This final entry in the series on interesting moments in science and technology features reflections from Paul Showler, Gerrit Scheepers, and Christy Tidwell on a wide range of topics: emotion detection technology, a method to provide easier access to clean water, and a scheme to farm hippos in the US. (For more thoughts on interesting science and technology from STS faculty, see previous posts on technologies of communication and technologies of destruction.)
In this second entry in our series asking STS faculty to reflect on moments in science and technology that they find particularly interesting or meaningful (read the first entry here), Lilias Jones Jarding, Joshua Houy, and Frank Van Nuys address technologies of destruction and violence. Some – like nuclear weapons – are directed at humans; others – like coyote-getters – at nonhumans. All, however, have their limits.
As the 2021-2022 academic year ends, we are looking forward to welcoming new members to the STS program in the fall, but we are also saying goodbye to a faculty member who will be greatly missed.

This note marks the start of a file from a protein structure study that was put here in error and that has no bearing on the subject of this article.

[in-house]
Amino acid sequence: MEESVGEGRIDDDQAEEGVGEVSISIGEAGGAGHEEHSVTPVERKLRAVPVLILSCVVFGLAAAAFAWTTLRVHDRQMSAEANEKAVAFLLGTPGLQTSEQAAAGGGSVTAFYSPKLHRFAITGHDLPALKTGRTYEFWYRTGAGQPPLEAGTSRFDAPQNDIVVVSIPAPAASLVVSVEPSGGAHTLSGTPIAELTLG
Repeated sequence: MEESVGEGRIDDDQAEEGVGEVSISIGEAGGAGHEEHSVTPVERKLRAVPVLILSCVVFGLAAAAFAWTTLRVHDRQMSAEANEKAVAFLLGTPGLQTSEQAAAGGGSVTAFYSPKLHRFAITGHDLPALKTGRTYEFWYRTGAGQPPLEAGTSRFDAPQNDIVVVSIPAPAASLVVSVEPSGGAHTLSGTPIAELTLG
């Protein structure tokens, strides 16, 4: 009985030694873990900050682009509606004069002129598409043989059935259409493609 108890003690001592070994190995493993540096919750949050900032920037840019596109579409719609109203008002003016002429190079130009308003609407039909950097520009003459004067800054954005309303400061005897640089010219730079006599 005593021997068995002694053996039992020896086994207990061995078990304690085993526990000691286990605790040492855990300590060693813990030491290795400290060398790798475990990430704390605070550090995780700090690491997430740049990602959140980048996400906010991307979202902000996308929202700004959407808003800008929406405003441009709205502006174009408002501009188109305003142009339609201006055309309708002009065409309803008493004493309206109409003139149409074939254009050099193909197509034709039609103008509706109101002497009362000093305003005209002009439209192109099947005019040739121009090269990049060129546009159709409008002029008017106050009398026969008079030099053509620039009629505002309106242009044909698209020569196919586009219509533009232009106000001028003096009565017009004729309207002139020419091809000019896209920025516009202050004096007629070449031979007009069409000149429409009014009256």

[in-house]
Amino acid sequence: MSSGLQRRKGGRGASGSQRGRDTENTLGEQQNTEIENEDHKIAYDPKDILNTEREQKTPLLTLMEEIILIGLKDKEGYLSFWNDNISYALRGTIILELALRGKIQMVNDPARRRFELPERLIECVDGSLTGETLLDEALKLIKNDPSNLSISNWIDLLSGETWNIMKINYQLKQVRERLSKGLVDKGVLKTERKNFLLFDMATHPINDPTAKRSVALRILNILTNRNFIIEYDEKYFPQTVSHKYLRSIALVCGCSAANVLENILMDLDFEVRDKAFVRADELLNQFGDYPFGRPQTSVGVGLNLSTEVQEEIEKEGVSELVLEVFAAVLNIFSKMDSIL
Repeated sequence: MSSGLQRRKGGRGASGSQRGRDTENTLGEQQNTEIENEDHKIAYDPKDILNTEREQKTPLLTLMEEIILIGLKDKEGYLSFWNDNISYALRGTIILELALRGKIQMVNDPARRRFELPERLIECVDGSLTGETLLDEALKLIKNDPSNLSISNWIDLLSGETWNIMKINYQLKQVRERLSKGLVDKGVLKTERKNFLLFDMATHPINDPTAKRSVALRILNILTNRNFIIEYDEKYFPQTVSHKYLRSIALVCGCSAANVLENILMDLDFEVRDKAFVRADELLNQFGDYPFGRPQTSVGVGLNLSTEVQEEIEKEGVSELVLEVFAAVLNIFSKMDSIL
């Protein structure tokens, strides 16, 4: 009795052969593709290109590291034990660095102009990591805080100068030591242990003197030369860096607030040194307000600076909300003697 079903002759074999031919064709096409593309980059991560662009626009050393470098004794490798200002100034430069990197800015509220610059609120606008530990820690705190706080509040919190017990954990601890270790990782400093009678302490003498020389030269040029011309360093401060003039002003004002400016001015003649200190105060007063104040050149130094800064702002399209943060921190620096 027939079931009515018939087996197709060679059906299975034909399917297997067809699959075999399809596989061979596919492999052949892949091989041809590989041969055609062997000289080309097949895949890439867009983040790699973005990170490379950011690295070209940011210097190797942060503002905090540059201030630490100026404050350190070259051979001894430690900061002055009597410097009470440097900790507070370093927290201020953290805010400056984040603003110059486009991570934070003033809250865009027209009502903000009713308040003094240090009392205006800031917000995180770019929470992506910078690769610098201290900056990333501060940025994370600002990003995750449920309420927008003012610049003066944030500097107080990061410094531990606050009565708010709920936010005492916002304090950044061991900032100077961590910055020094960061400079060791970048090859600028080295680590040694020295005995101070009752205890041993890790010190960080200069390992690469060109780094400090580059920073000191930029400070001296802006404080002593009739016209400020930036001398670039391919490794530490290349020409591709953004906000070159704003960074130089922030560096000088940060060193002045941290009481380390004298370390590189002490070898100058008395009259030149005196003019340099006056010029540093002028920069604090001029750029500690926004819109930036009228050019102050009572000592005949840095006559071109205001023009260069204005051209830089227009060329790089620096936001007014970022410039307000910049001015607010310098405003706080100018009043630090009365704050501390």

After the retirement last year of our previous department head, Allison Gilmore, and the capable leadership of Frank Van Nuys this spring, we will begin the 2022-2023 year with a new department head: Kyle Knight. He comes to us from the University of Alabama in Huntsville, where he was Associate Professor of Sociology and Chair of the Department of Sociology. He has an emphasis in environmental sociology, which will add new expertise to the STS program’s environment & sustainability track.
We also welcome two new assistant professors: Gerrit Scheepers as Assistant Professor of Music and Paul Showler as Assistant Professor of Philosophy!
We are excited to get to know and work with all of them. Look for more about and/or from each of them in the future!
And a Sad Goodbye
Even as we look forward to new people joining us, we are very sad to say goodbye to Laura Kremmel (Assistant Professor of English & Humanities), who has accepted a position at Brandeis University. She has been a wonderful colleague and friend for the years she has been here, and little we could write in this short space would adequately express our sadness that she is leaving. Nonetheless, we all wish her well and hope that her colleagues at Brandeis appreciate her!